Popocatepetl volcano news & eruption update
Popocatépetl Volcano Volcanic Ash Advisory: VA EM OBS IN STLT. to 20000 ft (6100 m)
Explosive activity continues. Volcanic Ash Advisory Center (VAAC) Washington warned about a volcanic ash plume that rose up to estimated 20000 ft (6100 m) altitude or flight level 200 .
The full report is as follows:
FVXX20 at 17:48 UTC, 12/03/20 from KNES
VOLCANO: POPOCATEPETL 341090
PSN: N1901 W09837
SUMMIT ELEV: 17802 FT [5426 M]
ADVISORY NR: 2020/275
INFO SOURCE: GOES-EAST. WEB CAM. NWP MODELS.
ERUPTION DETAILS: VA EM OBS IN STLT.
OBS VA DTG: 12/1730Z
OBS VA CLD: SFC/FL200 N1901 W09837 - N1859 W09837
- N1840 W09855 - N1849 W09905 - N1901 W09837 MOV
FCST VA CLD +6HR: 12/2330Z SFC/FL200 N1902 W09837
- N1859 W09836 - N1842 W09858 - N1854 W09905 -
FCST VA CLD +12HR: 13/0530Z SFC/FL200 N1905
W09905 - N1901 W09836 - N1900 W09836 - N1850
W09905 - N1905 W09905
FCST VA CLD +18HR: 13/1130Z SFC/FL200 N1915
W09901 - N1902 W09837 - N1859 W09837 - N1901
W09903 - N1915 W09901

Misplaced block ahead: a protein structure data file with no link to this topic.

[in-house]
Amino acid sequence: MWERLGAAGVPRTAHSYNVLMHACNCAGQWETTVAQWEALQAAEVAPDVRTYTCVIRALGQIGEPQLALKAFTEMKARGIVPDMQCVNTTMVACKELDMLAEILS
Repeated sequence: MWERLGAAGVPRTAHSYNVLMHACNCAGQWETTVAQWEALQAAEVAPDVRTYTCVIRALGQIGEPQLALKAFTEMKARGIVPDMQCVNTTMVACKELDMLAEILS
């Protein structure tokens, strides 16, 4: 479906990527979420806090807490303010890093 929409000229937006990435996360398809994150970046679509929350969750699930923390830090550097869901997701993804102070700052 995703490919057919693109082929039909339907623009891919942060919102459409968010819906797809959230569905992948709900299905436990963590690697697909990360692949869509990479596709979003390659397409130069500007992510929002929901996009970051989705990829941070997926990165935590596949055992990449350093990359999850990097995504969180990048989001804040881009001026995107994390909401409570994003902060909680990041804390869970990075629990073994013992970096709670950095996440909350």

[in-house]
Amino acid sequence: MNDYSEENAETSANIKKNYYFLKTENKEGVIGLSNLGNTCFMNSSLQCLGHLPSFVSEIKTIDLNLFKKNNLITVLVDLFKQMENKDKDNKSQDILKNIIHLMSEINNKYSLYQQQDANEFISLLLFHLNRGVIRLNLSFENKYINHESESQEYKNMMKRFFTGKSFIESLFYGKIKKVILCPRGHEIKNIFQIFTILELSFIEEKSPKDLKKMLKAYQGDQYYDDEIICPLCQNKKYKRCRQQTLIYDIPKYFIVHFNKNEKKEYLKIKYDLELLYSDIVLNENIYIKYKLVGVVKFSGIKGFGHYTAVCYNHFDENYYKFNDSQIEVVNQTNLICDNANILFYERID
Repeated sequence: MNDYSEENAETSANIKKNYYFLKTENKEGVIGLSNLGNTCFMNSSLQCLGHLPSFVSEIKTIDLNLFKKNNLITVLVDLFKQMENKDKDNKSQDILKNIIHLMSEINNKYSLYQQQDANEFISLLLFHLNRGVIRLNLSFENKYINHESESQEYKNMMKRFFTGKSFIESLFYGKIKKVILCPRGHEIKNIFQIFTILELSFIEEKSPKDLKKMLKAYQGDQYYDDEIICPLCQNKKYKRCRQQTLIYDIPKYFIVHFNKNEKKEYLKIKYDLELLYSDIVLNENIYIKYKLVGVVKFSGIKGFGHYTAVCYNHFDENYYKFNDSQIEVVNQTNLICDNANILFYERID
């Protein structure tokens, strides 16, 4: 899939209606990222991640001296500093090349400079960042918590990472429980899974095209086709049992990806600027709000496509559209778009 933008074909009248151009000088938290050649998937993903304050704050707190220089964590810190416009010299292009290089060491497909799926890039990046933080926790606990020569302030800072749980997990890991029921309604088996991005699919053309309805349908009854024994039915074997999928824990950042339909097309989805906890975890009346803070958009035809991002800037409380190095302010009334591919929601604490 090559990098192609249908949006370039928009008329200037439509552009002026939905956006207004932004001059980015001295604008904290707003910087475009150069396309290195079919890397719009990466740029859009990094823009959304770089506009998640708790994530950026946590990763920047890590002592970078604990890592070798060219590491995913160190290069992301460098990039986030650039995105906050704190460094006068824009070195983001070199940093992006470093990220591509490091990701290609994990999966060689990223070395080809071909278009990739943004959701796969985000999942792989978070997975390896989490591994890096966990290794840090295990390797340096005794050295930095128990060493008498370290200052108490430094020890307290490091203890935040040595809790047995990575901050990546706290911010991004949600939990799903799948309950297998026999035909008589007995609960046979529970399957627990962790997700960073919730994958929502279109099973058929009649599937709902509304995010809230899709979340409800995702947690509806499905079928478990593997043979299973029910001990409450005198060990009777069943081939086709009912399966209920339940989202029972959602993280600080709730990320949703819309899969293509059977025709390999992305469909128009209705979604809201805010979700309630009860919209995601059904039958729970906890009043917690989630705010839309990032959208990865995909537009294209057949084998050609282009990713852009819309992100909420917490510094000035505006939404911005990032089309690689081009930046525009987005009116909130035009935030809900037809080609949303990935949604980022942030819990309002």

RMK: VA EM OBS IN STLT AND WEBCAM EXTDG APRX
20-25 NM SW OF SUMMIT. FCST MVMT AND FL BASED ON
NWP MODEL GDNC WINDS TURNING TO W AND NW THRU
NXT ADVISORY: WILL BE ISSUED BY 20200312/2345Z
Volcán Popocatépetl, whose name is the Aztec word for smoking mountain, towers to 5426 m 70 km SE of Mexico City to form North America's 2nd-highest volcano. The glacier-clad stratovolcano contains a steep-walled, 250-450 m deep crater. The generally symmetrical volcano is modified by the sharp-peaked Ventorrillo on the NW, a remnant of an earlier volcano.
At least three previous major cones were destroyed by gravitational failure during the Pleistocene, producing massive debris-avalanche deposits covering broad areas south of the volcano. The modern volcano was constructed to the south of the late-Pleistocene to Holocene El Fraile cone. Three major plinian eruptions, the most recent of which took place about 800 AD, have occurred from Popocatépetl since the mid Holocene, accompanied by pyroclastic flows and voluminous lahars that swept basins below the volcano. Frequent historical eruptions, first recorded in Aztec codices, have occurred since precolumbian time.